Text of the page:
Back to KT News  ::  Spring 2013


Mariko Mori
Exibition at Royal Academy of Arts, London UK

At first you are invited by a docent dressed in white, to move down into a dark narrow hallway that becomes narrower and narrower...darker and darker, just like rolling down a fallopian tube. Though you'd expect to be arriving in the womb, you actually end up at the fimbria (meaning you were going up the fallopian tube). From the fimbria you look across through the peritonial darkness––there emerging from the ovarian surface: a massive and elegant follicle. The follicle is about 20 feet high and images of light nearly approximating human form seem to represent the soul as it dances with the embodiment process and its relationship to the egg.

In one of the next rooms lies an ovary attached to the ovarian ligament. The light is still shining on the ovary because the embodiment process is still active. If you look closely you can see, at the middle of the ovary, is a burst follicle which has released its egg.

In yet another room, there's an ovary with a burst follicle and the egg has floated up and attached itself to the wall (note shining light on wall).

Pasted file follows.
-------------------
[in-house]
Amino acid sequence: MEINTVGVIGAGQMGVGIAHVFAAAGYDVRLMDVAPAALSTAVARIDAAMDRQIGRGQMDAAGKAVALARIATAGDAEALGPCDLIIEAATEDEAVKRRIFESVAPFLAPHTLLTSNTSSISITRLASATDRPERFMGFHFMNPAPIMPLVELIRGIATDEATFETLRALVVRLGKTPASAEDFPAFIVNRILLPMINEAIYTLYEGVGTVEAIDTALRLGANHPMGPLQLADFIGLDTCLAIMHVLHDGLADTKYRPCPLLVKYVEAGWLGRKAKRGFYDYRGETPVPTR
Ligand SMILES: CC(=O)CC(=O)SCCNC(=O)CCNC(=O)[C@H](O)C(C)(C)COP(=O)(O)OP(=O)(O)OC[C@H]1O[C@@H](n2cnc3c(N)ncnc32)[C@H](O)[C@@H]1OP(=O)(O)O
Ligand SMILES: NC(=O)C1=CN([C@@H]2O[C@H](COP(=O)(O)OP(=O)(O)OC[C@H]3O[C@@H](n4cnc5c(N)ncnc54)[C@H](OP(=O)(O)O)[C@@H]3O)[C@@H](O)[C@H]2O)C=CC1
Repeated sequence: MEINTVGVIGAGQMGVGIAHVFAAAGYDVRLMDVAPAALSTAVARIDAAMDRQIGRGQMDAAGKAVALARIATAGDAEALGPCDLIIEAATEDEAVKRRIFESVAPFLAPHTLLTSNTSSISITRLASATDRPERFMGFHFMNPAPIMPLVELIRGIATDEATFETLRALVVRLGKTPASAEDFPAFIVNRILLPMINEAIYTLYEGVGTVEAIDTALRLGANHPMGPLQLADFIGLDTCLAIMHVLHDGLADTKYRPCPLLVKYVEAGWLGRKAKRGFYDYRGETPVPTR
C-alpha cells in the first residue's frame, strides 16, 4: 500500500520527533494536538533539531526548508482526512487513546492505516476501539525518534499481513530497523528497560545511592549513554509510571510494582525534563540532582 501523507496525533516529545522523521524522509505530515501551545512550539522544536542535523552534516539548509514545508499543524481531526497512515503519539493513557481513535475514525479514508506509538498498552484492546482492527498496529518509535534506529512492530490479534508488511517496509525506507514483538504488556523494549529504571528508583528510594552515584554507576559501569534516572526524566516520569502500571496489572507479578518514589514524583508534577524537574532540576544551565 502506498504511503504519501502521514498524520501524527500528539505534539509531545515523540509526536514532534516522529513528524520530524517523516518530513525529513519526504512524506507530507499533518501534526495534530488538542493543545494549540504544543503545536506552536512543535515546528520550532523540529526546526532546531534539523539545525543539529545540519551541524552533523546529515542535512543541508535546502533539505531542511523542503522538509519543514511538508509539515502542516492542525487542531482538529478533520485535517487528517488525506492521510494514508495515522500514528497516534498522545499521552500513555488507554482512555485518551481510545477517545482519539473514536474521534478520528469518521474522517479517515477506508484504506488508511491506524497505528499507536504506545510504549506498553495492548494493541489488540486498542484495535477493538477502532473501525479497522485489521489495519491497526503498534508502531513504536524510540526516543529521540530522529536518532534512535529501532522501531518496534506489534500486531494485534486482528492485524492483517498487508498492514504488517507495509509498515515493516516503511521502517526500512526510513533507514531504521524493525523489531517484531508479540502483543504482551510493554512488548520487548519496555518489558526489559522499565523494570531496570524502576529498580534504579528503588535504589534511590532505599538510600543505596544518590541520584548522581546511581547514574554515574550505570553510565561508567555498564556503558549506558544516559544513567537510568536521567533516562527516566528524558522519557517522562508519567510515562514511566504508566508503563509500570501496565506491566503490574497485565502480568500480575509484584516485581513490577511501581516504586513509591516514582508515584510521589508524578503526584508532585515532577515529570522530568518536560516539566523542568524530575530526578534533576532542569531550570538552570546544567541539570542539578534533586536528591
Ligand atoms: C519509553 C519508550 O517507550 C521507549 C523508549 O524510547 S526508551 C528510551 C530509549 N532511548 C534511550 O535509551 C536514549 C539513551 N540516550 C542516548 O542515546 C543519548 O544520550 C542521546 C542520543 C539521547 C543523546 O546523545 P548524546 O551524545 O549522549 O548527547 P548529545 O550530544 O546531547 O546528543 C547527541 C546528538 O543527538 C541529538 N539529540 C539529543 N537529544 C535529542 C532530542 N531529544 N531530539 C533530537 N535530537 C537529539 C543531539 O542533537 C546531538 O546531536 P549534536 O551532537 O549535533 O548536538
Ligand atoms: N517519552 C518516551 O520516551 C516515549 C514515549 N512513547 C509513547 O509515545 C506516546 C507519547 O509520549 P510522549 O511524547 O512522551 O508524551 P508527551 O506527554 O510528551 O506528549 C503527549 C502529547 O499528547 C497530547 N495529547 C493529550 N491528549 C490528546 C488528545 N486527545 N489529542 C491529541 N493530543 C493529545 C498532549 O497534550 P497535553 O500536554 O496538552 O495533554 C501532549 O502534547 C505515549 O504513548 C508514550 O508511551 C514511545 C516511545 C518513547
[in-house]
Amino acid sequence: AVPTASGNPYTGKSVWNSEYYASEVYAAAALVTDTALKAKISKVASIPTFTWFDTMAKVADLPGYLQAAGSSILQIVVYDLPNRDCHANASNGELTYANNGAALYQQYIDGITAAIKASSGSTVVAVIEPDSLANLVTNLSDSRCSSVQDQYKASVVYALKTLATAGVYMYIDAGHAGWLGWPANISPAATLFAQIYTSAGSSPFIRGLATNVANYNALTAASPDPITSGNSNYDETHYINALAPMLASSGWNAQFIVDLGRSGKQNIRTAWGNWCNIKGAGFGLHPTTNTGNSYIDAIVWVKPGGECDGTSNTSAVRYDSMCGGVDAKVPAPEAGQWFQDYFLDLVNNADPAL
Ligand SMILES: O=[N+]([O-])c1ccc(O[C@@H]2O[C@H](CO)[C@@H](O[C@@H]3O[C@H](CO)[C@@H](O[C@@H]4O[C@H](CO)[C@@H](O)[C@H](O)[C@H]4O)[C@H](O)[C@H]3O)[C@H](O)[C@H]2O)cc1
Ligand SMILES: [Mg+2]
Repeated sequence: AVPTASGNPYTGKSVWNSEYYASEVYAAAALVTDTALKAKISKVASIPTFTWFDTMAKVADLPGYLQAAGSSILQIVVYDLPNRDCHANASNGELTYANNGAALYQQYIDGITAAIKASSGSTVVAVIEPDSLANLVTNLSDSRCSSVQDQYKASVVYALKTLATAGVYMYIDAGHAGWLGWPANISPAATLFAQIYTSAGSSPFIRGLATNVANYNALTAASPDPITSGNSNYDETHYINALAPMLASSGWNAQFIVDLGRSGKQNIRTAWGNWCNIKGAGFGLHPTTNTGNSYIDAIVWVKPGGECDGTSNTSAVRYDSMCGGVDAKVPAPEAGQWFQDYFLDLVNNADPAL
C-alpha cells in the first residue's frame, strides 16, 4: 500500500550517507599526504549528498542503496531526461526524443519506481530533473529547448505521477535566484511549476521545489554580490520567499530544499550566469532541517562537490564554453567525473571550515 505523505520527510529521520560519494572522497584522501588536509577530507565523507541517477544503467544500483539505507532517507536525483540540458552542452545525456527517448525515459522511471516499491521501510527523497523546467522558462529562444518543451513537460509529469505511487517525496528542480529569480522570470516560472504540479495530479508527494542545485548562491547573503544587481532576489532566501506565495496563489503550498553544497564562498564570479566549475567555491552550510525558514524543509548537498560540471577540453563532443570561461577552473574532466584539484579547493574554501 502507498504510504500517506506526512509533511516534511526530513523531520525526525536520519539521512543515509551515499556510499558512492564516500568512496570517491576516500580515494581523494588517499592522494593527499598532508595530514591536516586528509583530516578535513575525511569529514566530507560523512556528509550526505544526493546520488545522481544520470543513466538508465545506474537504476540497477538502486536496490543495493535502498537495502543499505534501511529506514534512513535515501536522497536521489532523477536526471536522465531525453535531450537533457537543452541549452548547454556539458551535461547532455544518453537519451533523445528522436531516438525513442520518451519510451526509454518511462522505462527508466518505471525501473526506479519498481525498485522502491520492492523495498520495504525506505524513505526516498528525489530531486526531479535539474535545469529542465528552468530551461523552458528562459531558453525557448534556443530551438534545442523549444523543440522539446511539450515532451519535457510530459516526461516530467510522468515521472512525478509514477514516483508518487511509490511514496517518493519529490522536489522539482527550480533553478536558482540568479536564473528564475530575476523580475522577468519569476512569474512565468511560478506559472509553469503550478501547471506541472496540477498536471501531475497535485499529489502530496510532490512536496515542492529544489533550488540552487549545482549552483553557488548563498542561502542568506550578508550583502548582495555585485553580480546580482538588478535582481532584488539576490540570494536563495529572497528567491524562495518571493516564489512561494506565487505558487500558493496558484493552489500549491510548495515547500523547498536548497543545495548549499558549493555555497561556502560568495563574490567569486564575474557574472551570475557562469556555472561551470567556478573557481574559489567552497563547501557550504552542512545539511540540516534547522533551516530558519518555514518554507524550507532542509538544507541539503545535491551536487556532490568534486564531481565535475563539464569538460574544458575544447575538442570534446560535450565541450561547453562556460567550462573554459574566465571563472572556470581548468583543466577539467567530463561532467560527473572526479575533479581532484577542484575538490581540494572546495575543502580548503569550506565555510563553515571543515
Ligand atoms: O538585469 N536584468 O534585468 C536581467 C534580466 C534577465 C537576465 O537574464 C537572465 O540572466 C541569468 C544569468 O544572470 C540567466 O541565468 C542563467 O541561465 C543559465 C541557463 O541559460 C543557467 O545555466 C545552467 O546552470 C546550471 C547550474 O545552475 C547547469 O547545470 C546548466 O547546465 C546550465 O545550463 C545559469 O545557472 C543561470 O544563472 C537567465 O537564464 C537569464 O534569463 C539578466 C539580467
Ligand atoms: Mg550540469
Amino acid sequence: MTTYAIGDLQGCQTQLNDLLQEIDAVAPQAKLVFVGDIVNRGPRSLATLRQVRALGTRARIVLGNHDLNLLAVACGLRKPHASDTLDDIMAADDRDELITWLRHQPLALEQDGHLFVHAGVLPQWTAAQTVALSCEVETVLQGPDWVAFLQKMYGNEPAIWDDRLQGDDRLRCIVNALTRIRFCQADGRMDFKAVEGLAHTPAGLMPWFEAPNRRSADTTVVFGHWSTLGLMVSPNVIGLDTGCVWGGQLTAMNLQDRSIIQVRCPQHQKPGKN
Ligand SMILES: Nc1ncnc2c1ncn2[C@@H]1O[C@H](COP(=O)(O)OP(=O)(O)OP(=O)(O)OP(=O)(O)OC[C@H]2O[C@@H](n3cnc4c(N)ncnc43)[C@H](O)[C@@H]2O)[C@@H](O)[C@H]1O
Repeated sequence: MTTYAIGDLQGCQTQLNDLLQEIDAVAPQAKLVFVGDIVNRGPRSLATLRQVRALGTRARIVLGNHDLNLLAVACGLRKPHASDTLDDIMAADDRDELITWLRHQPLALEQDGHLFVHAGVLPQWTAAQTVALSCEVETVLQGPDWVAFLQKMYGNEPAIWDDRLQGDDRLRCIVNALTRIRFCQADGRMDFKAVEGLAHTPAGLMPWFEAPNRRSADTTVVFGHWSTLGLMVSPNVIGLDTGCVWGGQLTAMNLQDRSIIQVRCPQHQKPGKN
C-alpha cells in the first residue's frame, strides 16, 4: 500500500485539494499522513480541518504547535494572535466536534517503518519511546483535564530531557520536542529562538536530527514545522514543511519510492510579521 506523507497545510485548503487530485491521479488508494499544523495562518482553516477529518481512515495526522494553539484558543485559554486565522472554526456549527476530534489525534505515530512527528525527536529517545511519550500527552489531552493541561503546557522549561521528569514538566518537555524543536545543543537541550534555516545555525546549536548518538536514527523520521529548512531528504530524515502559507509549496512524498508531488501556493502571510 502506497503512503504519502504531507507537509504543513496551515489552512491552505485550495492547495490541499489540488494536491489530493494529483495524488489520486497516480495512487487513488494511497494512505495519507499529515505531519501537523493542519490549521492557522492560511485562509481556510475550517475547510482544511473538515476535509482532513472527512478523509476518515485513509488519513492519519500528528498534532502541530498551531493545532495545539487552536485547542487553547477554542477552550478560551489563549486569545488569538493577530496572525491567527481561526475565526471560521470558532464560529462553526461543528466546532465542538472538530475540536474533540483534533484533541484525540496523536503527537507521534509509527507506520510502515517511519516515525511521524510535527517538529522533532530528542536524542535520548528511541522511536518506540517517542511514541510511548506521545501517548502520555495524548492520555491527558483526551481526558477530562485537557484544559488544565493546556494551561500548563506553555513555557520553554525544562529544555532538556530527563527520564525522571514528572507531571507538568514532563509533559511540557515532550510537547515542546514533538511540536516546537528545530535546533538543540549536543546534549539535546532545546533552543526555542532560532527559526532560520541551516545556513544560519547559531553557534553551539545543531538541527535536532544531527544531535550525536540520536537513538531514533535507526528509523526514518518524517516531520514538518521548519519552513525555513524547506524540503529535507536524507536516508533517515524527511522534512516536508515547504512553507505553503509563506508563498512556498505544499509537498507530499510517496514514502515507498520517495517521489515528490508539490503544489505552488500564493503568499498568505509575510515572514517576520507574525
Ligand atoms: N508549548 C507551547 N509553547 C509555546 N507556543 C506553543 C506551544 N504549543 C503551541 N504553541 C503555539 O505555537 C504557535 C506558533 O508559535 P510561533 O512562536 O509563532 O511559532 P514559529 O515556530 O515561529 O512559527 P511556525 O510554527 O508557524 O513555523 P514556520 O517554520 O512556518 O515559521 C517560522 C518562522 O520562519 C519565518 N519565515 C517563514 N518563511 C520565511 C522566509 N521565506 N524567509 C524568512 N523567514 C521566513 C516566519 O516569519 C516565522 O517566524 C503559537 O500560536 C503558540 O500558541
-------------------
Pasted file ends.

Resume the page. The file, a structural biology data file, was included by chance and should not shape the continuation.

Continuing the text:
One of a series of acrylic panels shows what looks a lot like an egg in the fallopian tube surrounded by sperm.

Another acrylic panel shows a group of condensing souls drifting towards the solar system and Earth in the very early stages of the embodiment process.

Here you can see a sperm just as it begins to make final approach to the surface of the egg. Note how Mori's lighting evokes the sense of spirituality and the sacredness of the embodiment process.

Don't you just love the name of this piece? There were a lot more prenatal and conception images in the show. Please check her out for yourself.

For more on Mariko Mori and her exhibit:

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Back to KT News  ::  Spring 2013


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